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Memunatu Mansaray imitates the Statue of Liberty, America's symbol of freedom, during a charity boat tour

Memunatu Mansaray imitates the Statue of Liberty, America's symbol of freedom, during a charity boat tour. She came to the United States with a group of Sierra Leonean war amputees to receive prosthetic limbs in 2000. They had endured rebel brutality, but their vitality and spirit remained intact. Photo by Carol Guzy/Freelance

Carol Guzy is an American staff photographer at the Washington Post. She is the only journalist to have won four Pulitzer Prizes. Her work has also been recognized by three National Press Photographers Association Photographer of the Year awards, eight White House News Photographers Association Photographer of the Year awards, and a Leica Medal of Excellence.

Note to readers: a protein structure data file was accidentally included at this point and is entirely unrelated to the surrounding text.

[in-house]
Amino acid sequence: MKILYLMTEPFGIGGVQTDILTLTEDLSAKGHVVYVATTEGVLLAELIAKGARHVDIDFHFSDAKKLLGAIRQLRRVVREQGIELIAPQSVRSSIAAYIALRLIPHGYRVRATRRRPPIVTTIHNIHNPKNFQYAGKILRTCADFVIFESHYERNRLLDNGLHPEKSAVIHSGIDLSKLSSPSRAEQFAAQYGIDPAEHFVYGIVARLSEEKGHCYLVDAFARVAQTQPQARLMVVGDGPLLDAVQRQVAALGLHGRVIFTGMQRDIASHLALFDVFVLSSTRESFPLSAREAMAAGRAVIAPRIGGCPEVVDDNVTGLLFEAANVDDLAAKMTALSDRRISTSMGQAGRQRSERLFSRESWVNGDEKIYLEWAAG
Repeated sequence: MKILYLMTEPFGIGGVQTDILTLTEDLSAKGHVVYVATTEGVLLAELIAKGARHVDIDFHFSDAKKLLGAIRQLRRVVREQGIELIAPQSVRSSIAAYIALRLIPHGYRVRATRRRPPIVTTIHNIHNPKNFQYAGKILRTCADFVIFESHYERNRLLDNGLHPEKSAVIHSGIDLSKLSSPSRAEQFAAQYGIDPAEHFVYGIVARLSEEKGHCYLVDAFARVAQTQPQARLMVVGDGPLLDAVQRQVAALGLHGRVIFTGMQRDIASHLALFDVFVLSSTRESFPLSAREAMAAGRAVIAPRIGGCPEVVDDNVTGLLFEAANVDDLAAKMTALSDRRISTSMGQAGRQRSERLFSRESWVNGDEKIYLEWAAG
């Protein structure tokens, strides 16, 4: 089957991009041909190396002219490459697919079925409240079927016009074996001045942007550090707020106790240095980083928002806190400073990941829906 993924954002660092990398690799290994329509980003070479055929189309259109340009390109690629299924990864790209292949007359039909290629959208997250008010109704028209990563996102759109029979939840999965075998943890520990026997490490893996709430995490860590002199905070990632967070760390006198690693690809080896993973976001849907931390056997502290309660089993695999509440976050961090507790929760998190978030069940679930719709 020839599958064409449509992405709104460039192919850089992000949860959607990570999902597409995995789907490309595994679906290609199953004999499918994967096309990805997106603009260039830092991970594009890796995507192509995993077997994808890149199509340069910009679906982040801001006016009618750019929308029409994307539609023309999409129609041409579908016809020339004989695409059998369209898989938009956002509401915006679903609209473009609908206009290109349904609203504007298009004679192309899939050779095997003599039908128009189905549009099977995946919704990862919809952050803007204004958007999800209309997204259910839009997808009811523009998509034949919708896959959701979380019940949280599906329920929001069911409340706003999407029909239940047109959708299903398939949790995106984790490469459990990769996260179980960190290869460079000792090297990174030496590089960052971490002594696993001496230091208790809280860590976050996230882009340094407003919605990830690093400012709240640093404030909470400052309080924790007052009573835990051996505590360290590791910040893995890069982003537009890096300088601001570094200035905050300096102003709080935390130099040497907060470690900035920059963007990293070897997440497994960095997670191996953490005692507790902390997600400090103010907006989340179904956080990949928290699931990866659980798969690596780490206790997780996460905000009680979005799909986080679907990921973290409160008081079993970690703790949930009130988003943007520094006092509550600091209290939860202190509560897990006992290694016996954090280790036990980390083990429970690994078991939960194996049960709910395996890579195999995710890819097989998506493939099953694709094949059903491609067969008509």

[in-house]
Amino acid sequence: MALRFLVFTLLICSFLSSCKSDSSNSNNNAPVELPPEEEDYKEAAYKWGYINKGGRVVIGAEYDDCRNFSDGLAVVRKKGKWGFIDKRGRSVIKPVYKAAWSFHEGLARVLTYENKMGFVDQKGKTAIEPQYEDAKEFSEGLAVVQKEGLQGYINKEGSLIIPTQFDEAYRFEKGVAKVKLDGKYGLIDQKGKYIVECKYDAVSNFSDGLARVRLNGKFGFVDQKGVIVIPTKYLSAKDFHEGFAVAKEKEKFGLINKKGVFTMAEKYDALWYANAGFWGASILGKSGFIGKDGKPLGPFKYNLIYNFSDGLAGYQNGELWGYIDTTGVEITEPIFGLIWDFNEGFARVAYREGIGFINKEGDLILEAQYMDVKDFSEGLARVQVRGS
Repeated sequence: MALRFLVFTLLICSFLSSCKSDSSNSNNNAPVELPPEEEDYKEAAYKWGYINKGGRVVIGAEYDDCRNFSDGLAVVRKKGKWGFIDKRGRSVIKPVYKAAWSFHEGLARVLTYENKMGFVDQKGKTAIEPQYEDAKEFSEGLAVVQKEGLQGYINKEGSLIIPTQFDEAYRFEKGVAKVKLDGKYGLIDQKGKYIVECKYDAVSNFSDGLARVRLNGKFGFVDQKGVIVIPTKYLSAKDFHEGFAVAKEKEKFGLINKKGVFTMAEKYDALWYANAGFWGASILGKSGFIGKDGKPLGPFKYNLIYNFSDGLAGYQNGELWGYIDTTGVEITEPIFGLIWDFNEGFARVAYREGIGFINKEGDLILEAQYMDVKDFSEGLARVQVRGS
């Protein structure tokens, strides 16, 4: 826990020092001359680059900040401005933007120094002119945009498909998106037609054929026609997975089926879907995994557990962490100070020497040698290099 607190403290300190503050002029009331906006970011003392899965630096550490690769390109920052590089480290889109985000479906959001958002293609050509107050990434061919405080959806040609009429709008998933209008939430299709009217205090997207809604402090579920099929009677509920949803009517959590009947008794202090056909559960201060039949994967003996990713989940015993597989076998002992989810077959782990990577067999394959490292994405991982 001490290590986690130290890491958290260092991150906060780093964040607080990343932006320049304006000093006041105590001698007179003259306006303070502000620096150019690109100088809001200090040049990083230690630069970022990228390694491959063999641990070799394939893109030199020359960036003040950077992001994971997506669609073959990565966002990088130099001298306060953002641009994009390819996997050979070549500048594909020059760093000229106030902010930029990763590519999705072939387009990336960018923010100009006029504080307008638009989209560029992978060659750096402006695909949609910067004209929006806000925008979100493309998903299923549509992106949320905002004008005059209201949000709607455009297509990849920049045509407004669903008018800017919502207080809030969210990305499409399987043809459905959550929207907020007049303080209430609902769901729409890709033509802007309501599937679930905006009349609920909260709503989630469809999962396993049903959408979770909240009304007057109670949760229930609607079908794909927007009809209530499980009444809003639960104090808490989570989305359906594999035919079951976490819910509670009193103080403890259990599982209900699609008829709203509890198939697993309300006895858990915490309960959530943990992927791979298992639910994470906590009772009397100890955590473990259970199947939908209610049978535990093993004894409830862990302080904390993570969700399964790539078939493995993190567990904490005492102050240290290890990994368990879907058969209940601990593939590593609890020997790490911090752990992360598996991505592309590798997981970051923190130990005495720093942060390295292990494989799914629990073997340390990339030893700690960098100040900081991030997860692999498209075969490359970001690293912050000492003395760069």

"Four-year-old Memunatu Mansaray, known as Memuna, was among eight Sierra Leonean children brought to the United States in 2000 to receive prostheses for amputations suffered in the West African nation's civil war. New York doctor Matthew Mirones made this humanitarian act possible when he started a program to fit the children with new limbs.

"Memuna, now Memunatu Mansaray McShane, lives in Washington, DC with her adopted family. She loves soccer and plays easily with her siblings Michael and Molly. The family fits like a glove. She has discovered drawing, ice-skating, sledding, and acting in school plays.

"She is a radiant example of the good that can be accomplished by the small acts of a few compassionate people who are determined to make a difference. In these dark and troubled times, it is a story of hope."